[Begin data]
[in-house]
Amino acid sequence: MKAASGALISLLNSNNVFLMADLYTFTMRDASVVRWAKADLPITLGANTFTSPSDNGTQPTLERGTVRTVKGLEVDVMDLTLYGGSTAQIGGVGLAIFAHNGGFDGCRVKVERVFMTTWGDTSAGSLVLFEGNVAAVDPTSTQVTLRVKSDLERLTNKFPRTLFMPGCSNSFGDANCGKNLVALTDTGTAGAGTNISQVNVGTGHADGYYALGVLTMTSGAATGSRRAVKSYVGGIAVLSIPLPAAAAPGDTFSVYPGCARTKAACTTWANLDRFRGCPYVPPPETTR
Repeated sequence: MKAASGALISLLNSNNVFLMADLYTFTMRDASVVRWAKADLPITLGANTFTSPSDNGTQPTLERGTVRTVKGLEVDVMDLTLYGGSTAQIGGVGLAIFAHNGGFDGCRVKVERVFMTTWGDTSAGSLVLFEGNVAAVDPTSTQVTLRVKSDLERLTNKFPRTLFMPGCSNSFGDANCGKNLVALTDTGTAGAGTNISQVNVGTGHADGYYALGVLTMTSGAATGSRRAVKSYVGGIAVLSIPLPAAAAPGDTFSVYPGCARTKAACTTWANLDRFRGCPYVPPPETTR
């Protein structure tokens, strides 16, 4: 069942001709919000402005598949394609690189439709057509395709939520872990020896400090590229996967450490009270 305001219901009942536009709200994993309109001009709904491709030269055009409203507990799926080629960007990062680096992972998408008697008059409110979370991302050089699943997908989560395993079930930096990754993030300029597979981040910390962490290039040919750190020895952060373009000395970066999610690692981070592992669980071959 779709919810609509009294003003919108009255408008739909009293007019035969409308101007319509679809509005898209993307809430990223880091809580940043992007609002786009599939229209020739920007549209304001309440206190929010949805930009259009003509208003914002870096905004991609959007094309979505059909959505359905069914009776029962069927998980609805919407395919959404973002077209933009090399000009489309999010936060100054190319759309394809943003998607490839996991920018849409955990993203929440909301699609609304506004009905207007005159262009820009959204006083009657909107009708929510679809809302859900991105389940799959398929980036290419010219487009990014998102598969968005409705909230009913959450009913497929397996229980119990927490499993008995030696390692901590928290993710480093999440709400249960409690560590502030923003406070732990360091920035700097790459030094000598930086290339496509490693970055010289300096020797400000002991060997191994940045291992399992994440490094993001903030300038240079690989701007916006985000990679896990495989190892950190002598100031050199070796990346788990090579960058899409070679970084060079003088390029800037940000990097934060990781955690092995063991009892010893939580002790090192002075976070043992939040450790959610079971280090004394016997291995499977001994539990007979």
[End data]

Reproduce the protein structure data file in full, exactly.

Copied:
[in-house]
Amino acid sequence: MKAASGALISLLNSNNVFLMADLYTFTMRDASVVRWAKADLPITLGANTFTSPSDNGTQPTLERGTVRTVKGLEVDVMDLTLYGGSTAQIGGVGLAIFAHNGGFDGCRVKVERVFMTTWGDTSAGSLVLFEGNVAAVDPTSTQVTLRVKSDLERLTNKFPRTLFMPGCSNSFGDANCGKNLVALTDTGTAGAGTNISQVNVGTGHADGYYALGVLTMTSGAATGSRRAVKSYVGGIAVLSIPLPAAAAPGDTFSVYPGCARTKAACTTWANLDRFRGCPYVPPPETTR
Repeated sequence: MKAASGALISLLNSNNVFLMADLYTFTMRDASVVRWAKADLPITLGANTFTSPSDNGTQPTLERGTVRTVKGLEVDVMDLTLYGGSTAQIGGVGLAIFAHNGGFDGCRVKVERVFMTTWGDTSAGSLVLFEGNVAAVDPTSTQVTLRVKSDLERLTNKFPRTLFMPGCSNSFGDANCGKNLVALTDTGTAGAGTNISQVNVGTGHADGYYALGVLTMTSGAATGSRRAVKSYVGGIAVLSIPLPAAAAPGDTFSVYPGCARTKAACTTWANLDRFRGCPYVPPPETTR
């Protein structure tokens, strides 16, 4: 069942001709919000402005598949394609690189439709057509395709939520872990020896400090590229996967450490009270 305001219901009942536009709200994993309109001009709904491709030269055009409203507990799926080629960007990062680096992972998408008697008059409110979370991302050089699943997908989560395993079930930096990754993030300029597979981040910390962490290039040919750190020895952060373009000395970066999610690692981070592992669980071959 779709919810609509009294003003919108009255408008739909009293007019035969409308101007319509679809509005898209993307809430990223880091809580940043992007609002786009599939229209020739920007549209304001309440206190929010949805930009259009003509208003914002870096905004991609959007094309979505059909959505359905069914009776029962069927998980609805919407395919959404973002077209933009090399000009489309999010936060100054190319759309394809943003998607490839996991920018849409955990993203929440909301699609609304506004009905207007005159262009820009959204006083009657909107009708929510679809809302859900991105389940799959398929980036290419010219487009990014998102598969968005409705909230009913959450009913497929397996229980119990927490499993008995030696390692901590928290993710480093999440709400249960409690560590502030923003406070732990360091920035700097790459030094000598930086290339496509490693970055010289300096020797400000002991060997191994940045291992399992994440490094993001903030300038240079690989701007916006985000990679896990495989190892950190002598100031050199070796990346788990090579960058899409070679970084060079003088390029800037940000990097934060990781955690092995063991009892010893939580002790090192002075976070043992939040450790959610079971280090004394016997291995499977001994539990007979």